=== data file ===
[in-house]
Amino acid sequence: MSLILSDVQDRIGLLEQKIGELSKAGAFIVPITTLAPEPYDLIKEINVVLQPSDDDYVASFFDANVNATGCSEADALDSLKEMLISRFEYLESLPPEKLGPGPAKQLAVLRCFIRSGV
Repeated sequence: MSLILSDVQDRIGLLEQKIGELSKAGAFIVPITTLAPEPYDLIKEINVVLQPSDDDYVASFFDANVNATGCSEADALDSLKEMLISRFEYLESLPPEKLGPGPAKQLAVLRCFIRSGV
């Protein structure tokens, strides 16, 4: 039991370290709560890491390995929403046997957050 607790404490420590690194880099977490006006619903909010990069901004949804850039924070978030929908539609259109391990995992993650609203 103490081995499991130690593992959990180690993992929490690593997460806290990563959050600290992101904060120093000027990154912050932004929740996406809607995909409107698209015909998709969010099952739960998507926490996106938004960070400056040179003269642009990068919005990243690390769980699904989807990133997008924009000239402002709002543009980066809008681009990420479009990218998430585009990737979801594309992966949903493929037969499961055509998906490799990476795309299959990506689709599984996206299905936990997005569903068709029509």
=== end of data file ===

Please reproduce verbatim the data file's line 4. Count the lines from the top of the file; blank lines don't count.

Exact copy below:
């Protein structure tokens, strides 16, 4: 039991370290709560890491390995929403046997957050 607790404490420590690194880099977490006006619903909010990069901004949804850039924070978030929908539609259109391990995992993650609203 103490081995499991130690593992959990180690993992929490690593997460806290990563959050600290992101904060120093000027990154912050932004929740996406809607995909409107698209015909998709969010099952739960998507926490996106938004960070400056040179003269642009990068919005990243690390769980699904989807990133997008924009000239402002709002543009980066809008681009990420479009990218998430585009990737979801594309992966949903493929037969499961055509998906490799990476795309299959990506689709599984996206299905936990997005569903068709029509």